October 22, 2021

Acqua NYC

Fit And Go Forward

Children’s BMI doubled during pandemic: shocking CDC study

In the wake of the pandemic, a generation of American kids will be faced with a higher risk of poor health in adulthood.

More than a year of upheaval, anxiety and stress caused by the global coronavirus outbreak has put a pause on doctors’ and patients’ efforts to address another American killer: obesity. And that disregard for physical fitness had the greatest impact on kids and teens, evidently, as the US Centers for Disease Control and Prevention has revealed the rate of increase in kids’ BMI, or body mass index, “approximately doubled” last year.

Children who started 2020 at a normal weight, or overweight, showed an increased rate of BMI across the board, according to the new study, published Friday, while the underweight cohort saw little to no rate of change.

The surge was particularly striking among preschool- and school-aged children, compared to adolescents of the same body type.

“There’s definitely more obesity in the adolescent population,” Dr. David Buchin, director of Bariatric Surgery at Northwell Health-Huntington Hospital, told The Post. Unchecked obesity in childhood guarantees a greater risk of developing comorbidities in adulthood, such as type 2 diabetes, hypertension, high cholesterol, obstructive sleep apnea and heart disease, to name a few. (It’s a risk factor for COVID-19, too.)

“In terms of bariatric surgery, this is one of the busiest years we’ve ever had,” he said. While adults are his primary patients, he’s seen kids as young as 10 under the knife for gastric surgery. His team performed a sleeve gastrectomy on a 13-year-old over the summer.

Dr. Jun Tashiro, a pediatric surgeon at Hassenfeld Children’s Hospital at NYU Langone, also reported increased interest in his Adolescent Healthy Weight Program. It’s part of the steady growth the field of bariatric surgery has seen over the past decade or so, though the pandemic has done patients no favors.

“That’s one of the biggest issues that some of my patients have brought,” Dr. Tashiro told The Post. “This pandemic has truly caused them to backslide on the weight loss goals … or that they’ve become heavier than they’ve ever been before.”

The findings mean that kids who were already behind in terms of healthy weight now have even greater catch-up work to do. For those with moderate or severe obesity, “it’s very, very difficult to lose weight,” Dr. Buchin emphasized. “As an adult, as a child, at any age.”

While genetics certainly plays a role, health officials blame lockdown conditions under the pandemic for the spike, leaving young students without ample active playtime, or school-provided balanced nutrition for some underprivileged families. Moreover, the stresses of a lifestyle upheaval have left some frazzled parents without the time, energy or financial support to promote healthy habits in their kids.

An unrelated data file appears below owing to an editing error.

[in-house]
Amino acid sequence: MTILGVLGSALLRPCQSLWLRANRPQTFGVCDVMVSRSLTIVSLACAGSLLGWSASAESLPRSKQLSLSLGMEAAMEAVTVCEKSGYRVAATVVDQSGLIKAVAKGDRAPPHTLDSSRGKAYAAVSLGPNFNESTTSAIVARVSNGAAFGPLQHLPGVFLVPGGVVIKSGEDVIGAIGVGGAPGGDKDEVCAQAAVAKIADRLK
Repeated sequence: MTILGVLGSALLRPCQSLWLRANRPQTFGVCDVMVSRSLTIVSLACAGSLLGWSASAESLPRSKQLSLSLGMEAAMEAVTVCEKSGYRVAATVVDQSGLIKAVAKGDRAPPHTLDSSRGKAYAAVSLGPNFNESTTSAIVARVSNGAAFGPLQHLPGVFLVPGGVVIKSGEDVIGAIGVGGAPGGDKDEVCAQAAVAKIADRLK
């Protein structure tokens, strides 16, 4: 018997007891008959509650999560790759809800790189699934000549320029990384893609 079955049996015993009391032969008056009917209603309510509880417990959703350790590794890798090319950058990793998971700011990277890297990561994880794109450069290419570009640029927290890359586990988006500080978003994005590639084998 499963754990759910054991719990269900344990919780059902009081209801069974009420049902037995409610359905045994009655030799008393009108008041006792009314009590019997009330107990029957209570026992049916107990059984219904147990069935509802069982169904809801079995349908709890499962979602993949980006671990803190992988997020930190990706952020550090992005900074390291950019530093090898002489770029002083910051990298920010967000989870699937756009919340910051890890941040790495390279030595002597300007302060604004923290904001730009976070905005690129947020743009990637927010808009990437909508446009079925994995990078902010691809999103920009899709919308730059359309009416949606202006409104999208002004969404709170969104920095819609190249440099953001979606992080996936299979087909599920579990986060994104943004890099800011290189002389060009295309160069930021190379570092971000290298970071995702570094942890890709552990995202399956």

“I see that in my own children,” added Dr. Buchin, who understands the struggle to pull kids away from screens. “It’s much easier to put them in front of the TV and just leave me alone.”

The CDC report was based on a database that draws from the medical records of more than 430,000 US children aged 2 to 19 years. Researchers targeted BMI data, a metric that accounts for a person’s height and weight, indicating whether their fat distribution is proportional, or points to obesity.

It is not a perfect measurement of overall health; rather, it shows doctors whether children are growing disproportionately at a rapid rate, indicating unchecked weight gain.

The rate of change among obese children during the eight-month study was 5.3 times higher during the pandemic, suggesting weight gain. On average, these kids gained between 1.0 and 1.2 pounds per month, the CDC said.

“Weight gain at this rate over 6 months is estimated to result in 6.1 and 7.6 pounds (2.8 and 3.5 kilograms), respectively, compared with 2.7 pounds (1.2 kilograms) in a person with healthy weight,” they explained in their report.

Researchers are calling for “increased access to efforts that promote healthy behaviors” and coordinated efforts to “facilitate healthy eating and physical activity.” Education in nutrition, fitness and mental health triggers jointly play a role in addressing the obesity epidemic. “Prevention is always the key,” said Dr. Tashiro.

Tashiro and others hope to see a correction in these “disappointing” statistics as the world slowly adjusts to changes prompted by the pandemic. Many families are eating at home more often with homemade food. As vaccine rollout continues, students are returning to schools, P.E. classes, team sports and outdoor playdates. And there may be a silver lining to this.

“I think we’ve also adapted as a society,” said Dr. Tashiro. “I think that’s where we’re going to be able to take up and kind of make progress on this specific problem.”

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